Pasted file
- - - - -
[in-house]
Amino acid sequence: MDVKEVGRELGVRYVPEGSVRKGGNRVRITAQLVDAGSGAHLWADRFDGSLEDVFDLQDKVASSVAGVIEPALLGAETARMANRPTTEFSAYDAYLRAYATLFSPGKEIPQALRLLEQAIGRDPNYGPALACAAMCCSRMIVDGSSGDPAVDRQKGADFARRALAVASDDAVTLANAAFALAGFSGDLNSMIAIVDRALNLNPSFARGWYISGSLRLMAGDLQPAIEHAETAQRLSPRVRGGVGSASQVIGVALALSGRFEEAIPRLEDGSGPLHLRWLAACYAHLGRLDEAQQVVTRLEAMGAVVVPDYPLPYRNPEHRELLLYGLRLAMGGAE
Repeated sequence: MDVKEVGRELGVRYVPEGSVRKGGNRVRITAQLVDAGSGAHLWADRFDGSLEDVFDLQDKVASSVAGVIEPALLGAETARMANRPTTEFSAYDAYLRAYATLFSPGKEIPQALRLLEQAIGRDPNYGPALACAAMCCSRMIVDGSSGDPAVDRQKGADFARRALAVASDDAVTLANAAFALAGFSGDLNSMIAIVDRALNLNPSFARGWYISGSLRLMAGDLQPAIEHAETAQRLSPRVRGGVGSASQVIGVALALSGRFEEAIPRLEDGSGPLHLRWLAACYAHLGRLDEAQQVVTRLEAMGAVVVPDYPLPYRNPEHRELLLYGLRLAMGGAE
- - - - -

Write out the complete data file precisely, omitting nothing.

[in-house]
Amino acid sequence: MDVKEVGRELGVRYVPEGSVRKGGNRVRITAQLVDAGSGAHLWADRFDGSLEDVFDLQDKVASSVAGVIEPALLGAETARMANRPTTEFSAYDAYLRAYATLFSPGKEIPQALRLLEQAIGRDPNYGPALACAAMCCSRMIVDGSSGDPAVDRQKGADFARRALAVASDDAVTLANAAFALAGFSGDLNSMIAIVDRALNLNPSFARGWYISGSLRLMAGDLQPAIEHAETAQRLSPRVRGGVGSASQVIGVALALSGRFEEAIPRLEDGSGPLHLRWLAACYAHLGRLDEAQQVVTRLEAMGAVVVPDYPLPYRNPEHRELLLYGLRLAMGGAE
Repeated sequence: MDVKEVGRELGVRYVPEGSVRKGGNRVRITAQLVDAGSGAHLWADRFDGSLEDVFDLQDKVASSVAGVIEPALLGAETARMANRPTTEFSAYDAYLRAYATLFSPGKEIPQALRLLEQAIGRDPNYGPALACAAMCCSRMIVDGSSGDPAVDRQKGADFARRALAVASDDAVTLANAAFALAGFSGDLNSMIAIVDRALNLNPSFARGWYISGSLRLMAGDLQPAIEHAETAQRLSPRVRGGVGSASQVIGVALALSGRFEEAIPRLEDGSGPLHLRWLAACYAHLGRLDEAQQVVTRLEAMGAVVVPDYPLPYRNPEHRELLLYGLRLAMGGAE